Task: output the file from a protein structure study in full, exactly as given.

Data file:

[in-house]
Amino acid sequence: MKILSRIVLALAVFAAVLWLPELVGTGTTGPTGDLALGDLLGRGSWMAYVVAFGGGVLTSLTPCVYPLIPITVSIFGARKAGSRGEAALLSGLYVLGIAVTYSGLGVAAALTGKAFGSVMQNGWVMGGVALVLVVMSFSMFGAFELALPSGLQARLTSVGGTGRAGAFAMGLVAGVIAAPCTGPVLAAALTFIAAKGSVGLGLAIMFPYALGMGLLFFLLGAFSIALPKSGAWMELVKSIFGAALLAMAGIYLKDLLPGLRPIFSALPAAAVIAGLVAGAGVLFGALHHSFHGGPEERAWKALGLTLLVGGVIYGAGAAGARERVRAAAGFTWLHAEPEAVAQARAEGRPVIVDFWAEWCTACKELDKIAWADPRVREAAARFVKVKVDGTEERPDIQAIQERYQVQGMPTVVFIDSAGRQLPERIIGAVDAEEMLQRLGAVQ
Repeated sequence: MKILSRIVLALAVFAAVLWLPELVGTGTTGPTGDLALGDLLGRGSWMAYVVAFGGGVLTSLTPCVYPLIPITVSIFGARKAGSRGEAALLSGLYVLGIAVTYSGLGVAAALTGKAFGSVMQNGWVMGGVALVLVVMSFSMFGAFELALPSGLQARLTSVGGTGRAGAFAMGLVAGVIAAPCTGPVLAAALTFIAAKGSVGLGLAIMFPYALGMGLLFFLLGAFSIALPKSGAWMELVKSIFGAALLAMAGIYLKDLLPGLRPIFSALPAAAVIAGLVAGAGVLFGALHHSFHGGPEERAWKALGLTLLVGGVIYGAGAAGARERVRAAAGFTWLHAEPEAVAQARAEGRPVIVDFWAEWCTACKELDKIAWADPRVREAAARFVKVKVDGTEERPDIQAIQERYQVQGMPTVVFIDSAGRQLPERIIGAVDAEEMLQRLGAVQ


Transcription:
[in-house]
Amino acid sequence: MKILSRIVLALAVFAAVLWLPELVGTGTTGPTGDLALGDLLGRGSWMAYVVAFGGGVLTSLTPCVYPLIPITVSIFGARKAGSRGEAALLSGLYVLGIAVTYSGLGVAAALTGKAFGSVMQNGWVMGGVALVLVVMSFSMFGAFELALPSGLQARLTSVGGTGRAGAFAMGLVAGVIAAPCTGPVLAAALTFIAAKGSVGLGLAIMFPYALGMGLLFFLLGAFSIALPKSGAWMELVKSIFGAALLAMAGIYLKDLLPGLRPIFSALPAAAVIAGLVAGAGVLFGALHHSFHGGPEERAWKALGLTLLVGGVIYGAGAAGARERVRAAAGFTWLHAEPEAVAQARAEGRPVIVDFWAEWCTACKELDKIAWADPRVREAAARFVKVKVDGTEERPDIQAIQERYQVQGMPTVVFIDSAGRQLPERIIGAVDAEEMLQRLGAVQ
Repeated sequence: MKILSRIVLALAVFAAVLWLPELVGTGTTGPTGDLALGDLLGRGSWMAYVVAFGGGVLTSLTPCVYPLIPITVSIFGARKAGSRGEAALLSGLYVLGIAVTYSGLGVAAALTGKAFGSVMQNGWVMGGVALVLVVMSFSMFGAFELALPSGLQARLTSVGGTGRAGAFAMGLVAGVIAAPCTGPVLAAALTFIAAKGSVGLGLAIMFPYALGMGLLFFLLGAFSIALPKSGAWMELVKSIFGAALLAMAGIYLKDLLPGLRPIFSALPAAAVIAGLVAGAGVLFGALHHSFHGGPEERAWKALGLTLLVGGVIYGAGAAGARERVRAAAGFTWLHAEPEAVAQARAEGRPVIVDFWAEWCTACKELDKIAWADPRVREAAARFVKVKVDGTEERPDIQAIQERYQVQGMPTVVFIDSAGRQLPERIIGAVDAEEMLQRLGAVQ